NEWS FLASH: Kim Heniadis is the randomly selected winner of yesterday’s gift pack!
Edith here, enjoying a warm end of winter. I invited Sisters in Crime pal and journalist Mo Walsh to tell us about how to write a press release. I’ve used her template several times with good results. She’s also a crack photographer, and always wears her grey reporter hat when she snaps photos at the New England Crime Bake. What I love about today’s post is that it’s … a press release!
Authors advised: ‘Your news release is not about you’
WEYMOUTH, MA—March 11, 2016—Authors looking to publicize their books and public events have more success with news releases that connect with their target readers and make it easy for editors to say Yes, according to mystery writer and veteran news reporter Maureen “Mo” Walsh.
“Your news release is not about you—it’s about why readers should care about you and your book. That’s what news or features editors think when deciding whether to use your release or, even better, assign a reporter to interview you,” said Walsh in a March 11 blog post at www.wickedcozyauthors.com.
Walsh has published short crime fiction in Mary Higgins Clark Mystery Magazine, Woman’s World, and five anthologies of Best New England Crime Stories from Level Best Books; and is a coauthor of the mystery trivia book A Miscellany of Murder (Adams Media, 2010). Walsh worked in advertising and public relations and now writes features for the Gatehouse Media New England newspapers.
She outlined three steps to writing an attention-getting news release:
- Create a Publicity Profile for your own use, listing everything you can think of about you, your book, your characters (they have connections, too); local, regional, and major media. Include a short bio (75 words) and a longer one (200 words), plus book cover blurbs and reviews. Walsh provided sample questions to create your profile.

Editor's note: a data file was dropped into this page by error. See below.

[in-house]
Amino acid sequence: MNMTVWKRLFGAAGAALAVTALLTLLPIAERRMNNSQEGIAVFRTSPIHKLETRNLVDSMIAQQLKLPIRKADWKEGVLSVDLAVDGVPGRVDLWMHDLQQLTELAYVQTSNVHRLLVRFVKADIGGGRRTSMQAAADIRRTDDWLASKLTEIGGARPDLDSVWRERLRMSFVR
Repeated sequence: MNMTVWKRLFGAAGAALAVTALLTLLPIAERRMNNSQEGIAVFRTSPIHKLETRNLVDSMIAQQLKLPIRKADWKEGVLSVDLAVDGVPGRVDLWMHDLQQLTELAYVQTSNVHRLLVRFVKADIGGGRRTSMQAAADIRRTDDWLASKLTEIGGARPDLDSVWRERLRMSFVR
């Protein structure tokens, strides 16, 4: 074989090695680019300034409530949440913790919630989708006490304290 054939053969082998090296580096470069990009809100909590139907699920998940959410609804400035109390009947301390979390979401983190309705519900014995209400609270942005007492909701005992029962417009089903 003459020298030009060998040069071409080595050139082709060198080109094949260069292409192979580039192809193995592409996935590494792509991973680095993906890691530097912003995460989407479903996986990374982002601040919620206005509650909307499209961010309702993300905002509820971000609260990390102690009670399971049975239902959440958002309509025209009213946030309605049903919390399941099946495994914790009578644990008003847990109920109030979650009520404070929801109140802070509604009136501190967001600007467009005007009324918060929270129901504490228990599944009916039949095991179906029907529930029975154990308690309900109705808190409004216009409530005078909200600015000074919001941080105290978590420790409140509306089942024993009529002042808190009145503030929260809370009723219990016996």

From this, create the guts of your news release:
- Paragraph on notable award(s), brief description of series or protagonist, latest book title and plot.
- Paragraph quoting notable review(s).
- Paragraph with interesting author quote.
- Paragraph with brief bio, hitting most intriguing highlights.
- Author’s website.
After your news release, not in it, include:
- Hi-resolution author headshot with photo credit; JPEG photo of book cover(s).
- Not-for-publication phone numbers and email for media to contact.
- Learn Basic Newswriting Style and the upside-down pyramid structure. “Newsrooms are short on staff and time. Less work for the editor means a better chance your release will be used,” said Walsh. “Learn to layer news from the must-know details down and how to write a headline, a lead (or lede), and a nut graph, plus how to use quotes effectively.”
- Start with Connections You Have: hometown, alumni, employer or industry, special interests, religious or service organizations, military service, etc. What publicity outlets can you tap through these connections? “Frame your news in terms of these relationships,” said Walsh. “You are not just Author X, you are ‘Long Beach native’ or ‘Gardening enthusiast’; ‘Clinical psychologist’ or ‘member of the Hull High School Class of 1996’. And be prepared for follow-up questions or interviews with details about those connections.” She provided a colorful graph of such connections.
This can all sound like very dull stuff, Walsh admitted. “It comes alive when you fill in all the blanks with lively description of your book and characters, interesting details about your life and interests, and quotes from reviews and your primary reader—you!” Walsh kindly provided some real-life press releases.
Mo will check in today to answer any questions or comment on any sample graphs you’d like to post. A past board member of Sisters in Crime New England, she is current VP of Mystery Writers of America-New England and works on publicity for the New England Crime Bake conference.
Readers: How did it go when you wrote a press release? Have you read or used good ones – or bad ones? What did you learn? Do ask Mo questions – she’s an expert!